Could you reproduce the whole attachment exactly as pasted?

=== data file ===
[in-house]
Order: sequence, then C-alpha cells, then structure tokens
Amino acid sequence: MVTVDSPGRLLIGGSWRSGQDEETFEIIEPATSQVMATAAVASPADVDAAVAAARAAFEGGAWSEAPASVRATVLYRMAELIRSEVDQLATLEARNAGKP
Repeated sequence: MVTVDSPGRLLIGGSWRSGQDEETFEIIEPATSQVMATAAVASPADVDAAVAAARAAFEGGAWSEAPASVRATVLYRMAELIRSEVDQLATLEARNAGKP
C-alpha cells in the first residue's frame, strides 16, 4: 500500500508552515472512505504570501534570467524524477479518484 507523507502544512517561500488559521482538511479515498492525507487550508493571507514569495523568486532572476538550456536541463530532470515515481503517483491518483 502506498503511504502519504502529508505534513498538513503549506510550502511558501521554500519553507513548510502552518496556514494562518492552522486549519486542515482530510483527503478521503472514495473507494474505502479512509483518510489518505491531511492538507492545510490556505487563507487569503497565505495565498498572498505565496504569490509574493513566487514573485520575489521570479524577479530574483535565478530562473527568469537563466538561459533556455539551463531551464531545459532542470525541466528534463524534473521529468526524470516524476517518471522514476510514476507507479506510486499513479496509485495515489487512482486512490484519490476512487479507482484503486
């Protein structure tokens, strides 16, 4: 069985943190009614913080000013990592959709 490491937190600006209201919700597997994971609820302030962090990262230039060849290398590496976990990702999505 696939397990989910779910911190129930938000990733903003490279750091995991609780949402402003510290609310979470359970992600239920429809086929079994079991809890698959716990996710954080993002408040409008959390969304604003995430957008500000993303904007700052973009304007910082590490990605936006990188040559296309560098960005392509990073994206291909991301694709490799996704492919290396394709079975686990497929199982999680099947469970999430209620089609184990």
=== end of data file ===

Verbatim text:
[in-house]
Order: sequence, then C-alpha cells, then structure tokens
Amino acid sequence: MVTVDSPGRLLIGGSWRSGQDEETFEIIEPATSQVMATAAVASPADVDAAVAAARAAFEGGAWSEAPASVRATVLYRMAELIRSEVDQLATLEARNAGKP
Repeated sequence: MVTVDSPGRLLIGGSWRSGQDEETFEIIEPATSQVMATAAVASPADVDAAVAAARAAFEGGAWSEAPASVRATVLYRMAELIRSEVDQLATLEARNAGKP
C-alpha cells in the first residue's frame, strides 16, 4: 500500500508552515472512505504570501534570467524524477479518484 507523507502544512517561500488559521482538511479515498492525507487550508493571507514569495523568486532572476538550456536541463530532470515515481503517483491518483 502506498503511504502519504502529508505534513498538513503549506510550502511558501521554500519553507513548510502552518496556514494562518492552522486549519486542515482530510483527503478521503472514495473507494474505502479512509483518510489518505491531511492538507492545510490556505487563507487569503497565505495565498498572498505565496504569490509574493513566487514573485520575489521570479524577479530574483535565478530562473527568469537563466538561459533556455539551463531551464531545459532542470525541466528534463524534473521529468526524470516524476517518471522514476510514476507507479506510486499513479496509485495515489487512482486512490484519490476512487479507482484503486
């Protein structure tokens, strides 16, 4: 069985943190009614913080000013990592959709 490491937190600006209201919700597997994971609820302030962090990262230039060849290398590496976990990702999505 696939397990989910779910911190129930938000990733903003490279750091995991609780949402402003510290609310979470359970992600239920429809086929079994079991809890698959716990996710954080993002408040409008959390969304604003995430957008500000993303904007700052973009304007910082590490990605936006990188040559296309560098960005392509990073994206291909991301694709490799996704492919290396394709079975686990497929199982999680099947469970999430209620089609184990």